Adams has never married. In the 1990s, he was in a relationship with Danish model Cecilie Thomsen.[90] Adams and Alicia Grimaldi, his former personal assistant and now trustee and co-founder of his namesake foundation, had their first daughter, Bunny, in April 2011 and the second daughter, Lula, in February 2013.[91] Aside from his British parents, his grandmother was born in Malta.[92] Adams has homes in London,[12] and Paris.[93]

Awards and honours[edit]

In addition to his success at the Junos and Grammys and other music awards, Adams was also nominated for his fifth Golden Globe in 2007 for songwriting on the film Bobby which was sung by Aretha Franklin and Mary J. Blige, and has been nominated three times for Academy Awards for writing music in film.[94]

In 1990, Adams was awarded the Order of British Columbia.[95]

On 20 April 1990, Adams was made a Member of the Order of Canada; and on 6 May 1998, was promoted within the order to the rank of Officer of the Order of Canada.[96]

Adams is also a recipient of the Queen's Golden Jubilee Medal (2002) and the Queen's Diamond Jubilee Medal (2012).[97][98]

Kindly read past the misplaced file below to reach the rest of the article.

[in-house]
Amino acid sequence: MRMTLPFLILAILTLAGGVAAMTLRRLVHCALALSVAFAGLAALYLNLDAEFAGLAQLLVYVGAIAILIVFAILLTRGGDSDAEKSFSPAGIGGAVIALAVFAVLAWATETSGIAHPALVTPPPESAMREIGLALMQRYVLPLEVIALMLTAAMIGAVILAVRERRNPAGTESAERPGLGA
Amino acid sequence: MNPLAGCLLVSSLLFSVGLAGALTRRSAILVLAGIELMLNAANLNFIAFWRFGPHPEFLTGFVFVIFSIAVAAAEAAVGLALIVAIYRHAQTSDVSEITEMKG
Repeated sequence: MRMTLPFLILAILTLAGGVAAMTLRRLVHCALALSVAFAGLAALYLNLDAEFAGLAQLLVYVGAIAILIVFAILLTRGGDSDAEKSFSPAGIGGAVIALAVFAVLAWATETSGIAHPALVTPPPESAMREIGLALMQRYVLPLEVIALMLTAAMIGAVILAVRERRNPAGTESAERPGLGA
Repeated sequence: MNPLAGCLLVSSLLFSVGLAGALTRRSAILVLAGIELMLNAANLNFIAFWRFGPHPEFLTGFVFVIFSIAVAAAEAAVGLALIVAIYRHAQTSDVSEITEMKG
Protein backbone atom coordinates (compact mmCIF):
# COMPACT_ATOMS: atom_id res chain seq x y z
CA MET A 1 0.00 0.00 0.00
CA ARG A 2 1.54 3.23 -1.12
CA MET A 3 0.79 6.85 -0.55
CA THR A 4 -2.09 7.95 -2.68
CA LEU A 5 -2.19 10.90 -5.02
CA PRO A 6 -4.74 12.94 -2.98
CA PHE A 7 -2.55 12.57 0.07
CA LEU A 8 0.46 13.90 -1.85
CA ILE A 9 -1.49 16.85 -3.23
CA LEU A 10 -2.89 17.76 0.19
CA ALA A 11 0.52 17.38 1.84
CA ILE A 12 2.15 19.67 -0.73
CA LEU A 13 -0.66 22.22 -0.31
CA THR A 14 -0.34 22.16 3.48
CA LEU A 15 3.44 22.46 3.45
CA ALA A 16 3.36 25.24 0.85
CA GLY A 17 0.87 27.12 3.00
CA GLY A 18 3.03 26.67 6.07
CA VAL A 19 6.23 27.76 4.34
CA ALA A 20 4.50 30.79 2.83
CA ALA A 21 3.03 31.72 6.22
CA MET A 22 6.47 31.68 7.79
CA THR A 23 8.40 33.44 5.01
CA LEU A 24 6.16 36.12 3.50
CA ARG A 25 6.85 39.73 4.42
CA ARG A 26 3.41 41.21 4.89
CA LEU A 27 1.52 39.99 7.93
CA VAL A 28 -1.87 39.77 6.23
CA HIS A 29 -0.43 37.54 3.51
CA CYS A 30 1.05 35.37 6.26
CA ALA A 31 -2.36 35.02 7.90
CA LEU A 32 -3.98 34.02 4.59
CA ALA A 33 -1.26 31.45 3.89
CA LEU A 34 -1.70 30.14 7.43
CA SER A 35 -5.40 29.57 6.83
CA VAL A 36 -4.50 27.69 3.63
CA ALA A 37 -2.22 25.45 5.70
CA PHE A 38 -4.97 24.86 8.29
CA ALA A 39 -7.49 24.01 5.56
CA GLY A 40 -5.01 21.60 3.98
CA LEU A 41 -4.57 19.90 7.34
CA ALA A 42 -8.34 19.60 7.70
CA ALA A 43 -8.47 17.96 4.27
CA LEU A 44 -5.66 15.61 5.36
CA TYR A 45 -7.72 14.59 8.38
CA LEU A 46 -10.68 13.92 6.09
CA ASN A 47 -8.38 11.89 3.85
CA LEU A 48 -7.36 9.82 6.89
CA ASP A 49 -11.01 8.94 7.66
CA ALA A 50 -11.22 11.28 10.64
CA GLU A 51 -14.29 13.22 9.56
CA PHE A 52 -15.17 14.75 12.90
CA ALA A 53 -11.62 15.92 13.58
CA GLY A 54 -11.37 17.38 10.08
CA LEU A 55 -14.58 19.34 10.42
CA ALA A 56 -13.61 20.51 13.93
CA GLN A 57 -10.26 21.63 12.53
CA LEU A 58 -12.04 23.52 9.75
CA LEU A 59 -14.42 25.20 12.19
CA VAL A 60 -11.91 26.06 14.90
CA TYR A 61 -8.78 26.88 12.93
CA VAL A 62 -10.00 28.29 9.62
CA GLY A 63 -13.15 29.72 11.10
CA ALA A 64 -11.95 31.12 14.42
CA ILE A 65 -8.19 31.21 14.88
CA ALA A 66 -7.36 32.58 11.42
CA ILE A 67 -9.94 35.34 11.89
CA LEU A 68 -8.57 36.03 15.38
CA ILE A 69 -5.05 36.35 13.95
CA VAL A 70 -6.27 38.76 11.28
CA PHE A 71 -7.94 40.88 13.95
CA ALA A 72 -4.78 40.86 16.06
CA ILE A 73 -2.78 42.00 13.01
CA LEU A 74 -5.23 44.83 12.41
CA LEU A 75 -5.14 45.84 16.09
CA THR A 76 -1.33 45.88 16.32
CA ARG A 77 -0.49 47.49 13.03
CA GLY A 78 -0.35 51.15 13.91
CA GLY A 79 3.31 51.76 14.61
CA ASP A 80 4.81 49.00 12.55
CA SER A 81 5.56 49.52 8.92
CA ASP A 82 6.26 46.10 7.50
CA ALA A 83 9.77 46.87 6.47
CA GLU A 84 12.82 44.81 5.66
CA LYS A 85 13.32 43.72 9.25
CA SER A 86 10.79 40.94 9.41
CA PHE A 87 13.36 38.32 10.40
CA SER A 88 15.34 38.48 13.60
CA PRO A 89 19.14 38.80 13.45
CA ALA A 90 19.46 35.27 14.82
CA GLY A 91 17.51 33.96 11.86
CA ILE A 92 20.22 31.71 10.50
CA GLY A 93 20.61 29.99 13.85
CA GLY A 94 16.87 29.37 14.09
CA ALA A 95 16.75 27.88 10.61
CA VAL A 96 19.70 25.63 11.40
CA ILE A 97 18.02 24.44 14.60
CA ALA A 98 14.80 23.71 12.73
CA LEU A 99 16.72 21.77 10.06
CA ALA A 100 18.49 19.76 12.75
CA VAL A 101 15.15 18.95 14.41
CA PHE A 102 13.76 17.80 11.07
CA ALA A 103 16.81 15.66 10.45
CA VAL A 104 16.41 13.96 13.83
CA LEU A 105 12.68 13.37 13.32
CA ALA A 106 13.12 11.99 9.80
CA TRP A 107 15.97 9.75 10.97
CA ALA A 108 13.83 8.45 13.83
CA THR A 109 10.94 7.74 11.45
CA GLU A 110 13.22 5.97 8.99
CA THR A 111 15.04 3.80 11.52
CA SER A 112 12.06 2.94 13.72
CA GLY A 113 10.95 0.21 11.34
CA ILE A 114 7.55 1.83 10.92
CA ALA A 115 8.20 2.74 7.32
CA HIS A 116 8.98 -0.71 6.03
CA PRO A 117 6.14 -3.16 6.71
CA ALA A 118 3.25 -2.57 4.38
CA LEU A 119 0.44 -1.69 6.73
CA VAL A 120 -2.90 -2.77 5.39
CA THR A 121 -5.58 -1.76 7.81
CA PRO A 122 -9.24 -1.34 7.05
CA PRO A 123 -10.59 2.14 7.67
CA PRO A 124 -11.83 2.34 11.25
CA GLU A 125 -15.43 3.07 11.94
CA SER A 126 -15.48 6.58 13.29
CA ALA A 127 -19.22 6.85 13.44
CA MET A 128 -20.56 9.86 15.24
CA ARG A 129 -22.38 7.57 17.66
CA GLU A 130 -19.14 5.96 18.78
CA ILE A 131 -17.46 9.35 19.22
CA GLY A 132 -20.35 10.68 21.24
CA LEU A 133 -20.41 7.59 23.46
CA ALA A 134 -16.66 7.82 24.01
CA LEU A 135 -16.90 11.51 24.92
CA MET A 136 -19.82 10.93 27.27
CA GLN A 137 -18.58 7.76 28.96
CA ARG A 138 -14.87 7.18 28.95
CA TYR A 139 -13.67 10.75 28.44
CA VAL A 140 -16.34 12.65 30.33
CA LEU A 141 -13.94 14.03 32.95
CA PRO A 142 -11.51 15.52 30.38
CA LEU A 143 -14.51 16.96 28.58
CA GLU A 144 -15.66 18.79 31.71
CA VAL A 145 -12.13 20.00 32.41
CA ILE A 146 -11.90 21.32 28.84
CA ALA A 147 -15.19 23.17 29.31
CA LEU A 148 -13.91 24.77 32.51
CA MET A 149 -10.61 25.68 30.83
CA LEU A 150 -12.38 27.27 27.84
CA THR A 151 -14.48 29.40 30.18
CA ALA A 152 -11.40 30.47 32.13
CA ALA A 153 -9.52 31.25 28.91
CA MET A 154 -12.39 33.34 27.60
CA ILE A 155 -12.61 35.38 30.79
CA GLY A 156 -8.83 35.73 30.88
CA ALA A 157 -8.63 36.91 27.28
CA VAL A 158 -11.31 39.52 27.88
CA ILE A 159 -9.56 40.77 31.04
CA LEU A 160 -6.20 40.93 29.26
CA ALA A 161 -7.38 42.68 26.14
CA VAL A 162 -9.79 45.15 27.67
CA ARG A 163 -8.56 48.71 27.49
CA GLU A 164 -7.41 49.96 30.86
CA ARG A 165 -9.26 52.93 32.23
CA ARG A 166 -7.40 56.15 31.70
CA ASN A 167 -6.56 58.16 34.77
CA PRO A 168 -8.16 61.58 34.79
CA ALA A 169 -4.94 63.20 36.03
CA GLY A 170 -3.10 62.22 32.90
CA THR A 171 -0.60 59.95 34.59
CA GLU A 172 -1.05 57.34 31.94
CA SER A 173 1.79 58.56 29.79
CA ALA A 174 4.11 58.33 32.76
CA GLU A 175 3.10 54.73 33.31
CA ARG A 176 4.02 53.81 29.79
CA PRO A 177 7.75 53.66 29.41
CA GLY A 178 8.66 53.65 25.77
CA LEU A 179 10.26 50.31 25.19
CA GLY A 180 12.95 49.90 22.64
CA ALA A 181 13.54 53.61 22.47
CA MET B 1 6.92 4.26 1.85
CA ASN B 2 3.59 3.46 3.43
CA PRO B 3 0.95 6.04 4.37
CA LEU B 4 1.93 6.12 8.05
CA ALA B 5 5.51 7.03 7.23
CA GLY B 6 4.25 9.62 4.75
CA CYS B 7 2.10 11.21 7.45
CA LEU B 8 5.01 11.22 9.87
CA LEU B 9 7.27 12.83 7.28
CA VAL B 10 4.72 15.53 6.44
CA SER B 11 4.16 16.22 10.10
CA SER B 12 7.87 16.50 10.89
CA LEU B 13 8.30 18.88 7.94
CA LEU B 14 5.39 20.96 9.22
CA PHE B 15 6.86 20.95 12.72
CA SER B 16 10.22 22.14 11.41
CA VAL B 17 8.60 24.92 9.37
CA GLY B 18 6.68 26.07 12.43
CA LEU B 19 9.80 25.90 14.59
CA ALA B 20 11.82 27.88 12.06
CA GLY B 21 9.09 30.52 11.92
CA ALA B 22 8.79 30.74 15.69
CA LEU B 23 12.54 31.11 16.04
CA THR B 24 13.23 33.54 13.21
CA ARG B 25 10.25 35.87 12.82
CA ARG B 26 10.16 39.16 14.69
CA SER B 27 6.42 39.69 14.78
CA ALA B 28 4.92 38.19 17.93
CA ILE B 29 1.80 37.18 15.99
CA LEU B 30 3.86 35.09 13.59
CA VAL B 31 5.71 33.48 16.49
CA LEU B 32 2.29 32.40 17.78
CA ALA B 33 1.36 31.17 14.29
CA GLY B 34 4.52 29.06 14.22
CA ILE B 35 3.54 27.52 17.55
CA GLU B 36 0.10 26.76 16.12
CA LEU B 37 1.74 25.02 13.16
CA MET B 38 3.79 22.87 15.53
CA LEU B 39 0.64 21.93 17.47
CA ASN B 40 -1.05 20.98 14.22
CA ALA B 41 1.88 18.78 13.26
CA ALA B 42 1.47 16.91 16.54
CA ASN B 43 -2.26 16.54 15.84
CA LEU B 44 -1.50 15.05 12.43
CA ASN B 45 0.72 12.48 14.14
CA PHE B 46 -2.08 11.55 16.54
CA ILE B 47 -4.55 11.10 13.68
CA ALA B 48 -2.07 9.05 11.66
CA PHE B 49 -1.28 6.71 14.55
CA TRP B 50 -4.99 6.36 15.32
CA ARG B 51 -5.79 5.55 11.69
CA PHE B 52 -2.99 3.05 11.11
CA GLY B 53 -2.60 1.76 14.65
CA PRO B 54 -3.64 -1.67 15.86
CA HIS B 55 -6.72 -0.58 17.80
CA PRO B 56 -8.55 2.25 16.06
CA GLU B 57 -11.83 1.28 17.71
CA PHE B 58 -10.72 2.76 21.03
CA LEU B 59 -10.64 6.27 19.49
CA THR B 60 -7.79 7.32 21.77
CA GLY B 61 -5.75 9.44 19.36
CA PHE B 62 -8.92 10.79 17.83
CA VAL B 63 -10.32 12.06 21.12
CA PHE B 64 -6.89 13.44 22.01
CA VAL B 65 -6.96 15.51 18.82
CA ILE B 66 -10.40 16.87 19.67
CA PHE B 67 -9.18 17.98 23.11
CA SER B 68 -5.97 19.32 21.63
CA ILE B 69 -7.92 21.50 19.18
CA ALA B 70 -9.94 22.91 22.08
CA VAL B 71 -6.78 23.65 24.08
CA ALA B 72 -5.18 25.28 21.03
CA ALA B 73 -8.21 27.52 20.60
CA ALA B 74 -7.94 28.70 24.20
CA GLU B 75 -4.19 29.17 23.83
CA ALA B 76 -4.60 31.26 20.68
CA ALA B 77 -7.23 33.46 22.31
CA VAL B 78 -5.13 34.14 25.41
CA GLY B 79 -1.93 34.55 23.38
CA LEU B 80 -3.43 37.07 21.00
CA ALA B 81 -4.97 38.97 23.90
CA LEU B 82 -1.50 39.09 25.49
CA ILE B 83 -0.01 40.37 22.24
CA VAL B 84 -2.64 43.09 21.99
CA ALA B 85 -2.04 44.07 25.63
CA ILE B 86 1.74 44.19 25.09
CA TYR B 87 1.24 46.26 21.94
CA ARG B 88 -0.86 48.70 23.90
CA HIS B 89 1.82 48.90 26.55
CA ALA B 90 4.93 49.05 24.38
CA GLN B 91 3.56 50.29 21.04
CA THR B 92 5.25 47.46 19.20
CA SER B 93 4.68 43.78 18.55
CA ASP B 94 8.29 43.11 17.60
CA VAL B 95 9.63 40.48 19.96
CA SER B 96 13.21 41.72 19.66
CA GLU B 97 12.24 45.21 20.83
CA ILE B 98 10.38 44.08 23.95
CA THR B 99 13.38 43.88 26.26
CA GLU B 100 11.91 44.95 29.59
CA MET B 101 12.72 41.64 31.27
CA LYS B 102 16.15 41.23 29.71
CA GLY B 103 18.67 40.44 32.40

Order of Canada (OC) ribbon bar.png Order British Columbia ribbon bar.svg Queen Elizabeth II Golden Jubilee Medal ribbon.png QEII Diamond Jubilee Medal ribbon.png


Studio albums[edit]


  • 1981–1982 "You Want It You Got It Tour" (including some USA dates with The Kinks and Foreigner)
  • 1983–1984 "Cuts Like a Knife Tour" (including some dates with The Police and Journey)
  • 1984–1986 "Reckless Tour" (including some dates in the UK and Europe with Tina Turner)
  • 1986 "Amnesty International" / "Conspiracy of Hope Tour"
  • 1987–1988 "Into The Fire Tour"
  • 1991–1993 "Waking Up The World Tour"
  • 1993–1994 "So Far So Good Tour"
  • 1996–1997 "18 Til I Die Tour"
  • 1997–1998 "Unplugged Tour"
  • 1999 "W2K Tour" (including 2 European dates with The Rolling Stones)
  • 1999–2001 "The Best of Me Tour"
  • 2002–2004 "Here I Am Tour"
  • 2004–2005 "Room Service Tour" (including 6 USA dates with Def Leppard)
  • 2005–2008 "Anthology Tour"
  • 2008–2009 "11 Tour" / "Acoustic Show" (including USA dates with the Foreigner and Rod Stewart)
  • 2010–2011 "The Bare Bones Tour"
  • 2011-2012 "Waking Up the Neighbours - 20th Anniversary Tour"
  • 2014-2015 "Reckless - 30th Anniversary Tour"
  • 2016-2017 "Get Up Tour"
  • 2018 "The Ultimate Tour"
  • 2019 "Shine A Light Tour

See also[edit]


  1. ^ Corinne Bagish (20 November 2014). "Bryan Adams' iconic album 'Reckless' turns 30". Cite web requires |website= (help)